Beaconsfield adopts contentious leaf-blower ban amid criticism from residents
The City of Beaconsfield has officially adopted its controversial plan to partially ban electric and gas-powered leaf blowers following nearly a month of heated debate and growing criticism from residents.
The motion was adopted in a 5-1 vote late Monday evening after residents showed up in droves. Montreal police were also stationed outside the packed city hall building as a tense question period got underway.
The measure, which was unveiled in June, prohibits residents from using the gardening tool during the summer months.
Georges Bourelle, the mayor of Beaconsfield, has staunchly defended the ban.
He said research indicates leaf blowers cause a lot of noise and air pollution — and many residents aren’t properly informed about the risks.
“Well, I think it’s very important everybody understand particularly the health risks and the health threats,” he said on Monday.
“I think the noise, everyone can relate to the noise but the health risks are extremely, extremely important.”
While city councillors have thrown their support behind the ban, the debate has divided Beaconsfield residents — with some saying the measure goes too far.
“The feeling I am getting is people are tired of being told what to do on their own property in Beaconsfield,” said Adam Robertson, a landscaper.
He said he also doesn’t believe the health risks are as great as the city makes them out to be.
“Nobody gets hurt — and I’ve been doing this for 30 years. If it was really that bad for my health, I don’t think I’d be standing here,” he said.
An online petition against the ban also amassed more than 500 signatures.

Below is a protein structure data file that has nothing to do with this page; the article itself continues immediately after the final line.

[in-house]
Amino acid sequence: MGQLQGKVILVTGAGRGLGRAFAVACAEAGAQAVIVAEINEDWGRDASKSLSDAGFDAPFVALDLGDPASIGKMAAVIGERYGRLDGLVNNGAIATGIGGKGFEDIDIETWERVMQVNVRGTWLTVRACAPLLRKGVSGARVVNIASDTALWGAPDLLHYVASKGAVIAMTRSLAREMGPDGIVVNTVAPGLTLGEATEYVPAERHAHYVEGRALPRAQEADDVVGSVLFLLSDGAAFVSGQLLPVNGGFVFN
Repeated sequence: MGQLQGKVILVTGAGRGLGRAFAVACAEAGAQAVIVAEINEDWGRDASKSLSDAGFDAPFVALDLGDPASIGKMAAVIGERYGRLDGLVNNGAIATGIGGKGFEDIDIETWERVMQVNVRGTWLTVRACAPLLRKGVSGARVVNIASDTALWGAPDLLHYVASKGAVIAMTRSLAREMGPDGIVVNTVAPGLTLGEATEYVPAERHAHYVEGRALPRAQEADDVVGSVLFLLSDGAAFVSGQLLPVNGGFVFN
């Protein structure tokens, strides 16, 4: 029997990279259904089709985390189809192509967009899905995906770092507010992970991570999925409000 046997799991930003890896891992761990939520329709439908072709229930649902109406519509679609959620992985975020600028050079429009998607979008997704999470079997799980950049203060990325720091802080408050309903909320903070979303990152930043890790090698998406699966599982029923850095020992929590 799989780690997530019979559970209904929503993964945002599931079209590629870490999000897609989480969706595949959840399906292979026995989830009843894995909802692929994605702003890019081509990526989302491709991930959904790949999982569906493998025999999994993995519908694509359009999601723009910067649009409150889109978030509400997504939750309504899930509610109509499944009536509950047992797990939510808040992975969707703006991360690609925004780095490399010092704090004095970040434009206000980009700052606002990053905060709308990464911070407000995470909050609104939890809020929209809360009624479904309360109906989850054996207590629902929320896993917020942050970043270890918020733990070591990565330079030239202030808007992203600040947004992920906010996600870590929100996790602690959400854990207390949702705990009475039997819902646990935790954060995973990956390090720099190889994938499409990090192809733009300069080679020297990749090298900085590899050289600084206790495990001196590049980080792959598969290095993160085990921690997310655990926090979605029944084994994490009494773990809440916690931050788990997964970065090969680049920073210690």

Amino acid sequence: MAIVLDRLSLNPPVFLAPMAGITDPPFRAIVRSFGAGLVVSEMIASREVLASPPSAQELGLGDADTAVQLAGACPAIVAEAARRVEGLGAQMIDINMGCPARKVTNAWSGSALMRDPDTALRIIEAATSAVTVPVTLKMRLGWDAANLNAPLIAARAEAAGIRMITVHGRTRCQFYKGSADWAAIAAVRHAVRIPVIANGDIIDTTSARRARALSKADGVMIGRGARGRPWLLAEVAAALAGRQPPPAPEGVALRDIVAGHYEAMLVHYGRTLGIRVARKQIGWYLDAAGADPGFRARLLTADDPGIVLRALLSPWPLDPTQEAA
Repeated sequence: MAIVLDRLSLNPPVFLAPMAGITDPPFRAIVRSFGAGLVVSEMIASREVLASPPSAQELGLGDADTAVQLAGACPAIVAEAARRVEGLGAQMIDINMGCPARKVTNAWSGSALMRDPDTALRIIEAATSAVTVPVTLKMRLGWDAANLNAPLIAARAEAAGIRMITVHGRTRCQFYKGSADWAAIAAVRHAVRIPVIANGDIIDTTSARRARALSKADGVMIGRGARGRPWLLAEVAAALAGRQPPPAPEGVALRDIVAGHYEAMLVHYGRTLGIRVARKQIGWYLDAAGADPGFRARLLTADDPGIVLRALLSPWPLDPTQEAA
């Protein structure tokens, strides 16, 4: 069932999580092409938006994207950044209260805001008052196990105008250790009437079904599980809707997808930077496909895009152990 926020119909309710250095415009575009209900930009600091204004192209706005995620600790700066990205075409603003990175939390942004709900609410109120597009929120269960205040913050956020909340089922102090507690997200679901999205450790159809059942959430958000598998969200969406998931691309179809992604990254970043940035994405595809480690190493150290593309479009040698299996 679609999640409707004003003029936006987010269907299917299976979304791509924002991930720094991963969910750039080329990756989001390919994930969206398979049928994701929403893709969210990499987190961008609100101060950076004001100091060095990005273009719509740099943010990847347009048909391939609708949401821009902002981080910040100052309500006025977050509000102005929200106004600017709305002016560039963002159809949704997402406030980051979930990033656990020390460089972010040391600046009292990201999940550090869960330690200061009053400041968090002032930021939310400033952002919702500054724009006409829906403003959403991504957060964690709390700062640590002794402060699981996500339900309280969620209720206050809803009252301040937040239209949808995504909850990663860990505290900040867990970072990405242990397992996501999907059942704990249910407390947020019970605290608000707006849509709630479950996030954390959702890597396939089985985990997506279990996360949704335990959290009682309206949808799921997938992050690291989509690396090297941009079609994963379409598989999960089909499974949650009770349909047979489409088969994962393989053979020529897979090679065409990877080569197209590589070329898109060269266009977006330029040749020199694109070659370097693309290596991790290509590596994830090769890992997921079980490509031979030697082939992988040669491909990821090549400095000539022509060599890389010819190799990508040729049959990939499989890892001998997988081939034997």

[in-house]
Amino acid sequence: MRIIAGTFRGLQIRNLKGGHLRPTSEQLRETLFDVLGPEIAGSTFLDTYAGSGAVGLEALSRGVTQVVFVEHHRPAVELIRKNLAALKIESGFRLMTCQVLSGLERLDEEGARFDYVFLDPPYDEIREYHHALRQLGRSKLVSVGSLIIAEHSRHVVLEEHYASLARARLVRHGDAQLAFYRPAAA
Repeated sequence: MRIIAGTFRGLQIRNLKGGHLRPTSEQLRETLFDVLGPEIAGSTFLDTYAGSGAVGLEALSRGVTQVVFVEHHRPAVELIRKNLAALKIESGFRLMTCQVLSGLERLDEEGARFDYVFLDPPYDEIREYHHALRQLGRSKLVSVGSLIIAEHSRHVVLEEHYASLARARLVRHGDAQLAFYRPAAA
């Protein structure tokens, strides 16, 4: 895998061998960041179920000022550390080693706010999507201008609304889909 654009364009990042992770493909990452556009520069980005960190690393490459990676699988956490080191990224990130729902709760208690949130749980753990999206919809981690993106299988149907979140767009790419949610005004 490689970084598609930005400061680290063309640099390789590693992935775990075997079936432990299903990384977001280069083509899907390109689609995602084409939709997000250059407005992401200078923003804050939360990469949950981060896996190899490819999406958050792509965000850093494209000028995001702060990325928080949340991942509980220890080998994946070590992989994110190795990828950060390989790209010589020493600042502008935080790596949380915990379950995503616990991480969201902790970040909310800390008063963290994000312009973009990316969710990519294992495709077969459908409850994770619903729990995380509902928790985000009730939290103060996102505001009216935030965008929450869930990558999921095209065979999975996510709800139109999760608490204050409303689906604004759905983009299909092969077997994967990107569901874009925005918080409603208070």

Issues of transparency
Aside from the issue itself, residents were also upset with how the city handled the ban. Some argue it should have listened more to opponents.
The city did conduct a survey to find out what residents thought — but those results were only released after the adoption of the ban.
“This situation has morphed from leaf blowers to just a transparency and an honesty issue,” said resident Toni Lemieux.
The survey, released Tuesday, shows that 54 per cent of residents are not bothered by the noise of a leaf blower and 64 per cent also don’t mind the dust and other particles that it produces.
On the other hand, 51 per cent of people say they are slightly bothered by the greenhouse gases emitted by gas leaf blowers — while 44 per cent are not.
When it comes to a ban, the survey showed that 56 per cent of residents agreed to one that allowed electric leaf blowers, but banned gas ones.
Meanwhile, 68 per cent disagreed with a ban against both electric and gas leaf blowers.
“Surveys do not necessarily make us make a final decision,” said Bourelle.
“It gives us a tool to know a bit about the controversy, if there is one, the division of how people think and then at the end, with a lot of other input from different sources, we finally make a decision.”
—with files from Global’s Elysia Bryan-Baynes, Rachel Lau, Felicia Parrillo and Gloria Henriquez
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